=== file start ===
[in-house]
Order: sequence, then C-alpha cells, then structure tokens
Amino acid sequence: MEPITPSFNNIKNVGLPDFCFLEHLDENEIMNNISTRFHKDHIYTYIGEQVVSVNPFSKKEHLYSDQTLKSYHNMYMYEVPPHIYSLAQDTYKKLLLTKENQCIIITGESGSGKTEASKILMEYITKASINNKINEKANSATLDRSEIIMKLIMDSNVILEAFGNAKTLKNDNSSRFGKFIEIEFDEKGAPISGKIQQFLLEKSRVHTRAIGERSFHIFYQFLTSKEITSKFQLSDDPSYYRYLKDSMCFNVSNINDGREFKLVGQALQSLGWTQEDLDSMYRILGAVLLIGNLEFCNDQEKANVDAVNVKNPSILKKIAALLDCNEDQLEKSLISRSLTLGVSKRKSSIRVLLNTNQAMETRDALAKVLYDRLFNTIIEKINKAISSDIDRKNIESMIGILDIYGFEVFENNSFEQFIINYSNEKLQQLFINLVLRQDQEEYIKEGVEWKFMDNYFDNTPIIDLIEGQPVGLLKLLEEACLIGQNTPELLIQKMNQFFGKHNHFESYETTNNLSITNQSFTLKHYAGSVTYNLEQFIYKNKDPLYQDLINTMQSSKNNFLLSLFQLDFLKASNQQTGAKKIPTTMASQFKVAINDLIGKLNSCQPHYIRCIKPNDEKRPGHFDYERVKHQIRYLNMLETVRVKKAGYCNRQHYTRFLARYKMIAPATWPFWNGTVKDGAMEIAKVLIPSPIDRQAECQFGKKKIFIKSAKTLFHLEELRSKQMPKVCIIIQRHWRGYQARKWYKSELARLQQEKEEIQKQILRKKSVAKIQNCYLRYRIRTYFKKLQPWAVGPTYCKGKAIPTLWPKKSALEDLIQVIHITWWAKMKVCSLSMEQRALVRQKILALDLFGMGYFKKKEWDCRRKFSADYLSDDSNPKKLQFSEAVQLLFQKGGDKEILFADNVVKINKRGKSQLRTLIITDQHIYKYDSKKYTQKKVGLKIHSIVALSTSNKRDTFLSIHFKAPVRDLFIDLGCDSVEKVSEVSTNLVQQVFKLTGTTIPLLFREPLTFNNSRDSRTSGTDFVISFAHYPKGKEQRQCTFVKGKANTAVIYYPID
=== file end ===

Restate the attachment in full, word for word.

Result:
[in-house]
Order: sequence, then C-alpha cells, then structure tokens
Amino acid sequence: MEPITPSFNNIKNVGLPDFCFLEHLDENEIMNNISTRFHKDHIYTYIGEQVVSVNPFSKKEHLYSDQTLKSYHNMYMYEVPPHIYSLAQDTYKKLLLTKENQCIIITGESGSGKTEASKILMEYITKASINNKINEKANSATLDRSEIIMKLIMDSNVILEAFGNAKTLKNDNSSRFGKFIEIEFDEKGAPISGKIQQFLLEKSRVHTRAIGERSFHIFYQFLTSKEITSKFQLSDDPSYYRYLKDSMCFNVSNINDGREFKLVGQALQSLGWTQEDLDSMYRILGAVLLIGNLEFCNDQEKANVDAVNVKNPSILKKIAALLDCNEDQLEKSLISRSLTLGVSKRKSSIRVLLNTNQAMETRDALAKVLYDRLFNTIIEKINKAISSDIDRKNIESMIGILDIYGFEVFENNSFEQFIINYSNEKLQQLFINLVLRQDQEEYIKEGVEWKFMDNYFDNTPIIDLIEGQPVGLLKLLEEACLIGQNTPELLIQKMNQFFGKHNHFESYETTNNLSITNQSFTLKHYAGSVTYNLEQFIYKNKDPLYQDLINTMQSSKNNFLLSLFQLDFLKASNQQTGAKKIPTTMASQFKVAINDLIGKLNSCQPHYIRCIKPNDEKRPGHFDYERVKHQIRYLNMLETVRVKKAGYCNRQHYTRFLARYKMIAPATWPFWNGTVKDGAMEIAKVLIPSPIDRQAECQFGKKKIFIKSAKTLFHLEELRSKQMPKVCIIIQRHWRGYQARKWYKSELARLQQEKEEIQKQILRKKSVAKIQNCYLRYRIRTYFKKLQPWAVGPTYCKGKAIPTLWPKKSALEDLIQVIHITWWAKMKVCSLSMEQRALVRQKILALDLFGMGYFKKKEWDCRRKFSADYLSDDSNPKKLQFSEAVQLLFQKGGDKEILFADNVVKINKRGKSQLRTLIITDQHIYKYDSKKYTQKKVGLKIHSIVALSTSNKRDTFLSIHFKAPVRDLFIDLGCDSVEKVSEVSTNLVQQVFKLTGTTIPLLFREPLTFNNSRDSRTSGTDFVISFAHYPKGKEQRQCTFVKGKANTAVIYYPID